Claire Bisseker Economics writer
President Cyril Ramaphosa speaks during his third investment conference on November 18 2020. Picture: BLOOBERG/WALDO SWIEGERS
President Cyril Ramaphosa speaks during his third investment conference on November 18 2020. Picture: BLOOBERG/WALDO SWIEGERS

The snotklap SA received from the ratings agencies over the weekend is exactly the wakeup call the country needs. Not that the man in the street needs any reminder of how tough things are. But pampered politicians and public servants enjoying sheltered employment at taxpayers’ expense clearly need reminding that the party is over.

The move by Moody’s and Fitch to downgrade SA even deeper into junk territory just six months after their previous downgrades is bad enough, but even more shocking is their decision to retain SA on a “negative” outlook, as it means they have little faith in the country’s ability to turn itself around.

Put simply, they don’t believe that enough structural and fiscal reform will occur to raise SA’s growth rate sufficiently over the next few years to stabilise its galloping debt trajectory inside of 100%. Given slow growth and high borrowing costs, the rise in the debt burden is becoming increasingly difficult to slow down, let alone reverse.

The latest ratings action means SA is now ranked two notches into junk territory with Moody’s, and three notches down with Fitch, which lowered its rating to “BB-” in line with S&P Global Ratings. At the same time, S&P affirmed SA’s “BB-” rating and maintained its “stable” outlook.

This means SA is now on the cusp of the “highly speculative” category of single “B” countries (which includes the likes of Bosnia, Iraq and Ghana and Turkey) with two out of the three agencies.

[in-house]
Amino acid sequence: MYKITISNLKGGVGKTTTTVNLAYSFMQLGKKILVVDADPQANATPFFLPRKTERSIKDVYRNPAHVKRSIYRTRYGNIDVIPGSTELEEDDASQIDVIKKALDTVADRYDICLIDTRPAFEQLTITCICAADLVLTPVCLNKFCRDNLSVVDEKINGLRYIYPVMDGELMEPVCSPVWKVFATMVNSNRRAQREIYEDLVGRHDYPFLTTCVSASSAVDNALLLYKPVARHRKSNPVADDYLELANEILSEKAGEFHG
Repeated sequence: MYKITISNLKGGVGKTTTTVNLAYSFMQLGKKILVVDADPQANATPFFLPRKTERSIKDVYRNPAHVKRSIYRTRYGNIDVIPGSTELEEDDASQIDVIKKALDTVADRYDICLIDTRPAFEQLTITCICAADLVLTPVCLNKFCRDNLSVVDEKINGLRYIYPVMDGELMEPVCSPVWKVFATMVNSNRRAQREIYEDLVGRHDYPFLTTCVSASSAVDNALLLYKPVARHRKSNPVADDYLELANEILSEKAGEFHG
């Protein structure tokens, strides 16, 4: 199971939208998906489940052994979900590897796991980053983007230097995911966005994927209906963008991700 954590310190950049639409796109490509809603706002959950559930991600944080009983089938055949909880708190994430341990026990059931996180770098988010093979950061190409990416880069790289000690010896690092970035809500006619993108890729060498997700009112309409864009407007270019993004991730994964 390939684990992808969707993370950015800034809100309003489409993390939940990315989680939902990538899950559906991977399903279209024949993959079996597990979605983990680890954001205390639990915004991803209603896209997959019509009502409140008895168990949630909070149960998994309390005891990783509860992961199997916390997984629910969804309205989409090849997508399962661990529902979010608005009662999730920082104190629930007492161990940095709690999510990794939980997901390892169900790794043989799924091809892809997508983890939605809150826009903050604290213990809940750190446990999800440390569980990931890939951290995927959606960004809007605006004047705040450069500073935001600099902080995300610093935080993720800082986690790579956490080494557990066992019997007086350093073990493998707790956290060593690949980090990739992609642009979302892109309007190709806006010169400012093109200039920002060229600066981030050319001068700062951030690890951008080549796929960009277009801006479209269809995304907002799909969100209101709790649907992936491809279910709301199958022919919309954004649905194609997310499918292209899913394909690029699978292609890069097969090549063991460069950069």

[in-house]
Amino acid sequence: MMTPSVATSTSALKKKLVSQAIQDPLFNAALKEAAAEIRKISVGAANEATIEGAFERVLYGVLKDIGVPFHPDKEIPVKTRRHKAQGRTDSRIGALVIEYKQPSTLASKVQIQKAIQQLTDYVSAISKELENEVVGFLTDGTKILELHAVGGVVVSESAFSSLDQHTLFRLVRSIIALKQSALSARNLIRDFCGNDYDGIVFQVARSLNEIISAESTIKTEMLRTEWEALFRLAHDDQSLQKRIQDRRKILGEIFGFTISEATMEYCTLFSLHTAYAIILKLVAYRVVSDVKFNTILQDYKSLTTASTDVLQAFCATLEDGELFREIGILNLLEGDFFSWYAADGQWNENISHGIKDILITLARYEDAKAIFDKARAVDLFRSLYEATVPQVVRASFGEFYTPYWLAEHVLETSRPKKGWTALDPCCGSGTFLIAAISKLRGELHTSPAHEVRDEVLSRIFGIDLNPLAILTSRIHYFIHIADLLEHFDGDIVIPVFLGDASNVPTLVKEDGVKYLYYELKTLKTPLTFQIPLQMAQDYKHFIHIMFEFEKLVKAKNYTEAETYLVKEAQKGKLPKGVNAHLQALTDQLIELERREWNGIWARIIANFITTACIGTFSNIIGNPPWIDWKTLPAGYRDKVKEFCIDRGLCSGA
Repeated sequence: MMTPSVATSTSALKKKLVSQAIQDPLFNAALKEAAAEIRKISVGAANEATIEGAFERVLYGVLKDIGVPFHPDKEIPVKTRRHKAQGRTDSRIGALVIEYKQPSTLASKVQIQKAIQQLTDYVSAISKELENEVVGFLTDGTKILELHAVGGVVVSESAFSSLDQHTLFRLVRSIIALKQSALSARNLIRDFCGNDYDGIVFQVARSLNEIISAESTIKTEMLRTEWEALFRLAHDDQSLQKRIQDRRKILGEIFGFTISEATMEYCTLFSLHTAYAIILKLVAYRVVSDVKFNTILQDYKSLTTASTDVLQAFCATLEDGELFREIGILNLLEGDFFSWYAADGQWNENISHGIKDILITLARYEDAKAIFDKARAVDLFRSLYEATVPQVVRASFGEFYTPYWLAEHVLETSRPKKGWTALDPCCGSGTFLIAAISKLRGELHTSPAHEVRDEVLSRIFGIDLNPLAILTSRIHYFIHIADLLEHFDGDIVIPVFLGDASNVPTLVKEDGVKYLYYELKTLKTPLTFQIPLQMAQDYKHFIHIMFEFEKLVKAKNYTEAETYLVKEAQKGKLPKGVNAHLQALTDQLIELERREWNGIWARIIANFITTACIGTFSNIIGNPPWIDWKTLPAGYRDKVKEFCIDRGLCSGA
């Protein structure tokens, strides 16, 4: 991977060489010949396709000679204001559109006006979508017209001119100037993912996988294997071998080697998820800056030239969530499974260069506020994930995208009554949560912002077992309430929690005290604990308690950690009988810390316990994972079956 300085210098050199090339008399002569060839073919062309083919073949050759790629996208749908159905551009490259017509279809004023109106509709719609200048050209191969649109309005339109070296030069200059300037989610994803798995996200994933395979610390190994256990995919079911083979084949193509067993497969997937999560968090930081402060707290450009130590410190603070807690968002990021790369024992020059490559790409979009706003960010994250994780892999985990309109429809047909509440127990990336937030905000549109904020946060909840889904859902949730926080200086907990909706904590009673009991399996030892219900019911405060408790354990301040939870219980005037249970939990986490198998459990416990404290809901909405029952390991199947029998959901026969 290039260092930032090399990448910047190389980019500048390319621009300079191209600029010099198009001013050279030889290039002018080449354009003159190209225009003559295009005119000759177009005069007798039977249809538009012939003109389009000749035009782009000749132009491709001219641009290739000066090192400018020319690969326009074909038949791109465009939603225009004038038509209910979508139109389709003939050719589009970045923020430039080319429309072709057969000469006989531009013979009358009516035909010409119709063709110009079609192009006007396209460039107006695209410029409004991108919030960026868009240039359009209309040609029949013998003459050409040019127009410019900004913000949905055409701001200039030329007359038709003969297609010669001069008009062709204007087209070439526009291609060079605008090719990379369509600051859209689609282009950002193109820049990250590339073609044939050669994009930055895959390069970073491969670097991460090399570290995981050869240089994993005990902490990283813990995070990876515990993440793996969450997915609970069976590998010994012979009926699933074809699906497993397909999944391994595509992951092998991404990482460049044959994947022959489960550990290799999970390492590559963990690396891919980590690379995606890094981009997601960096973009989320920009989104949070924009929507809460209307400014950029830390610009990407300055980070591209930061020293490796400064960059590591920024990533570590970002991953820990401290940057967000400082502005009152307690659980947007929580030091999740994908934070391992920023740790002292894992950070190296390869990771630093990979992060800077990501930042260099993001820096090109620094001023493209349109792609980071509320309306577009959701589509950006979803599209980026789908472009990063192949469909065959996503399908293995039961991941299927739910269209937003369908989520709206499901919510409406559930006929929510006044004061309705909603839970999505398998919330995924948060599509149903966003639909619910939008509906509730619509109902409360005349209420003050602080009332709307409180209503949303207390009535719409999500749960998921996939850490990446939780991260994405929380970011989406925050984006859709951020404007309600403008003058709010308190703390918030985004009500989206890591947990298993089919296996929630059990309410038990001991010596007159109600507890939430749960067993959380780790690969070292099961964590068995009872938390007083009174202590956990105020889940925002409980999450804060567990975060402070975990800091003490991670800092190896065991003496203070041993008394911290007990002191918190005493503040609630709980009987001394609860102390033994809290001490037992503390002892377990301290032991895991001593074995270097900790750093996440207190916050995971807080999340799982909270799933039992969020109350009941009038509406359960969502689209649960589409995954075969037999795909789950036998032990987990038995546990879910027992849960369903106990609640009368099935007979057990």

Not since 1994 have SA’s local currency ratings been this low. All the progress achieved over the past 25 years – during which SA’s ratings peaked in 2006 at A+ with S&P – has now been wiped out.

When S&P and Fitch first junked SA’s ratings in 2017 (in response to then president Jacob Zuma’s axing of finance minister Pravin Gordhan), few would have believed that within three years both agencies would mark SA down three notches into junk territory – and this despite the unseating of Zuma and the unravelling of the state capture project.

The key driver of these successive downgrades has been SA’s profoundly deteriorating growth and fiscal story. The country has just completed its worst growth decade on record – averaging just 1.35% since 2009. This has been mirrored by a steady rise in public debt, from 26% of GDP in 2009 to the National Treasury’s latest estimate of 81% for 2020/2021.

Before the virus struck, the debt estimate for this year was 65% – a terrifying escalation.

And though the coronavirus is mostly to blame for the recent collapse, the deterioration in SA’s economic and fiscal strength over the past decade is not the result of external shocks but the government’s failure to change its approach to managing the economy.

If there was real haste on spectrum and energy reform, or the state finally pulled the plug on SAA, it would signal that the government appreciates the scale of the problem and is prepared to do things differently. But there is no evidence that the looming fiscal crisis is causing a fundamental rethink or a change in the “soul” of government – or of its trade union allies, who have taken the call for a wage freeze as a call to war.

Ratings agencies aren’t the only ones to have noticed that the government’s reliance on structural reform and public sector wage restraint to stabilise the situation carries huge implementation risks, given SA’s poor record of enacting policy and the political contestation it is set to provoke. Investors are skittish too.

In short, despite President Cyril Ramaphosa’s freshly minted economic recovery plan, the agencies are signalling that they have little faith in government’s ability to implement the reforms needed to halt the country’s downward slide. Instead, they are warning that SA has further to sink.

It may not be entirely too late to prevent this, but it will require a ruthless decisiveness not yet seen from this administration.

*Bisseker is the economics writer for the FM

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